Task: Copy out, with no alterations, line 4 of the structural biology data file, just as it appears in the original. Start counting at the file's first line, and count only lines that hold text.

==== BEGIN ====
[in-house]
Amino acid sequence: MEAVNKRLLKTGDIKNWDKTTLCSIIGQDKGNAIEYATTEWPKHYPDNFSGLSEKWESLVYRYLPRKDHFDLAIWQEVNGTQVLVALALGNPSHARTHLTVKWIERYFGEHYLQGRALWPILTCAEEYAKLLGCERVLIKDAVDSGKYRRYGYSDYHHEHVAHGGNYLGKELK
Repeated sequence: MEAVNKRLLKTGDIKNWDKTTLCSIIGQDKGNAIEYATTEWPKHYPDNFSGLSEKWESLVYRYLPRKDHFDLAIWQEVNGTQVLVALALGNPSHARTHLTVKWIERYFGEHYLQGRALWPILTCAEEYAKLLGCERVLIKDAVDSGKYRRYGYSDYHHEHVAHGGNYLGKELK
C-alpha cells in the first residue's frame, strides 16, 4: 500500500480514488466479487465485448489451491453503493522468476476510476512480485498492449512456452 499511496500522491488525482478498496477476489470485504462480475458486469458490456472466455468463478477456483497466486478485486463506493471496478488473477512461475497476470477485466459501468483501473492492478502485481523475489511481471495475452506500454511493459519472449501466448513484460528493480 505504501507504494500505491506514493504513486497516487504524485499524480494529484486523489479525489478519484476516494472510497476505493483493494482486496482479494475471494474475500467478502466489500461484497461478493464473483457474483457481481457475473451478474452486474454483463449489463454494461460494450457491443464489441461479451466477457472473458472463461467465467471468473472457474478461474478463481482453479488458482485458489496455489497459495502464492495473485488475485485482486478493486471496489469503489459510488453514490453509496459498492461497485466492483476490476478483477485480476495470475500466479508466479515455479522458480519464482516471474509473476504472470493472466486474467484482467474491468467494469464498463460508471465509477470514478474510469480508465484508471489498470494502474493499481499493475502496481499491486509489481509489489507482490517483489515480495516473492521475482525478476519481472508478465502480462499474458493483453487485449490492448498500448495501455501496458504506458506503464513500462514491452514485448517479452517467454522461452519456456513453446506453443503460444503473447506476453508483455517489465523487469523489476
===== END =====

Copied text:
C-alpha cells in the first residue's frame, strides 16, 4: 500500500480514488466479487465485448489451491453503493522468476476510476512480485498492449512456452 499511496500522491488525482478498496477476489470485504462480475458486469458490456472466455468463478477456483497466486478485486463506493471496478488473477512461475497476470477485466459501468483501473492492478502485481523475489511481471495475452506500454511493459519472449501466448513484460528493480 505504501507504494500505491506514493504513486497516487504524485499524480494529484486523489479525489478519484476516494472510497476505493483493494482486496482479494475471494474475500467478502466489500461484497461478493464473483457474483457481481457475473451478474452486474454483463449489463454494461460494450457491443464489441461479451466477457472473458472463461467465467471468473472457474478461474478463481482453479488458482485458489496455489497459495502464492495473485488475485485482486478493486471496489469503489459510488453514490453509496459498492461497485466492483476490476478483477485480476495470475500466479508466479515455479522458480519464482516471474509473476504472470493472466486474467484482467474491468467494469464498463460508471465509477470514478474510469480508465484508471489498470494502474493499481499493475502496481499491486509489481509489489507482490517483489515480495516473492521475482525478476519481472508478465502480462499474458493483453487485449490492448498500448495501455501496458504506458506503464513500462514491452514485448517479452517467454522461452519456456513453446506453443503460444503473447506476453508483455517489465523487469523489476